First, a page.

Somewhere in the middle of splashing in a puddle of my own sweat, I felt a chilling sense of regret creep up into the back of my mind.“Why the hell am I running so damn far?” I thought to myself as I continued to swiftly place one foot in front of the other. The masochistic form of transportation by my own legs seemed ridiculous when I really thought about it for too long, but I continued to keep on going anyway.
I thought back to my winter holiday vacation from work when I spent my time in coffee shops, bars, and warm houses as I chatted with friends and family. In one of our conversations, I remembered mentioning the 10K that I signed up for.
“Hey, you should think about joining us when we run our half marathon,” a friend had suggested after taking a sip of artisan coffee from her colorful ceramic mug. “We’re putting a team of people together.”
My face had betrayed my initial shock and quickly contorted into a nervous grimace. “Uh–I’ll have to see.” The thought of trudging along for 13.1 miles seemed nearly impossible. I briefly envisioned myself passing out some time after the fifth mile and slowly dying alone on the side of the road while a round of distracted runners kept sprinting past my corpse.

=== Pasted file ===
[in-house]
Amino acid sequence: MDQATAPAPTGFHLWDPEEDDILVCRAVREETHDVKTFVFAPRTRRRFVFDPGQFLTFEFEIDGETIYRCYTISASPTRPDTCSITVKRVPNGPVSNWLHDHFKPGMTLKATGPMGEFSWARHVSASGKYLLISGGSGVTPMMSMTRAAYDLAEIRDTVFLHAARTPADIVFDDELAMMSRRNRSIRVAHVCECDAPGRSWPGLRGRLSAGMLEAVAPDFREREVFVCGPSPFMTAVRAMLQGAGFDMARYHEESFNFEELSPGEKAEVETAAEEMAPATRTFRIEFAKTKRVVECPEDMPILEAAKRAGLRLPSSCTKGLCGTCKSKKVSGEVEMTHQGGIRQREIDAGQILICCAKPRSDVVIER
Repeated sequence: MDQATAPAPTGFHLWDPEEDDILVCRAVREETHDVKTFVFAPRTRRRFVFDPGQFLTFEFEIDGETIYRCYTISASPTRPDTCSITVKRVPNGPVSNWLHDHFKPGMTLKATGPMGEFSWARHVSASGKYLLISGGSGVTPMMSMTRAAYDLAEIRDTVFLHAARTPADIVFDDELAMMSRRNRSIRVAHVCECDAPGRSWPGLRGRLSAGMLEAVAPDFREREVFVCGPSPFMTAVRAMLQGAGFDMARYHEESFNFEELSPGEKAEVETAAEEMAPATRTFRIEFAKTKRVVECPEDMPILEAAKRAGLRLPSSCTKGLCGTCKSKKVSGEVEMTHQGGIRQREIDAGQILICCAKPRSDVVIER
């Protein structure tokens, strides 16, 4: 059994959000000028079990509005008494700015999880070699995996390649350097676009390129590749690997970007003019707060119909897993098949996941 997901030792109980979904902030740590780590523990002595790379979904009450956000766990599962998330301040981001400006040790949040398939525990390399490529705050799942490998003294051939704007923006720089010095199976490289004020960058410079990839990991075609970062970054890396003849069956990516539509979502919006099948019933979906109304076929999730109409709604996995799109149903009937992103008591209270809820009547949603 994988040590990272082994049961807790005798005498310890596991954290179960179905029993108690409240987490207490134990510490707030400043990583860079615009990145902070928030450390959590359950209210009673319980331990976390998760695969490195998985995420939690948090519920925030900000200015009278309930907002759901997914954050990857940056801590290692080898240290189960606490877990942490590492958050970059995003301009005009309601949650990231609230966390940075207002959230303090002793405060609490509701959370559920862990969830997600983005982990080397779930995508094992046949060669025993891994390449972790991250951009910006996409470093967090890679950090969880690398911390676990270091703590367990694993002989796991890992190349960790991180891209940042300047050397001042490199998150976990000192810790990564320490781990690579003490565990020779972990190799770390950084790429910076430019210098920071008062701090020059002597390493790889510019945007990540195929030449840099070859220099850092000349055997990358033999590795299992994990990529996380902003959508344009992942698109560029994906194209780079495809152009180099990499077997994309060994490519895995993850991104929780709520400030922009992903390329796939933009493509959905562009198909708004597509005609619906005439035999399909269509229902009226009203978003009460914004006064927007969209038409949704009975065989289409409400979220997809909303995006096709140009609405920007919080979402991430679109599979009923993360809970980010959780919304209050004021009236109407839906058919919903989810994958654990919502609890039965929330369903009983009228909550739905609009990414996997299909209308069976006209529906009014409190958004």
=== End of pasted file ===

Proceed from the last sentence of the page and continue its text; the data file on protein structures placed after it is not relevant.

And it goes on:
My friend had mentioned that it has been a while since they really ran. However, all I could think about was how about half of the people at the cafe table had already completed a full marathon. They had spoken about all of their hard work, crazy injuries, and long hours they had put into attempting the feat off, at one point in their lives, running for 26.2 miles.
So when I finally received the Facebook event invite for a half marathon, taking place in Track Town USA during the spring, I clicked “maybe,” invited my boyfriend, and then signed us up for what is now kind of my New Years’ resolution.
I responded to the invite by clicking “going” and wrote a comment in the growing comment section. “We just signed up–so it’s a thing now.”
A comment from another friend that appeared in a thread of responses below my own had revealed her excitement for my decision. I couldn’t back out now. I had already clicked the “going” button on the event page, the other attendees had seen, and I was pretty sure I couldn’t get all of my money back if I chickened out.
It was a thing now. I would take the few hours of spare time left in my day, lace up my tennis shoes, and run.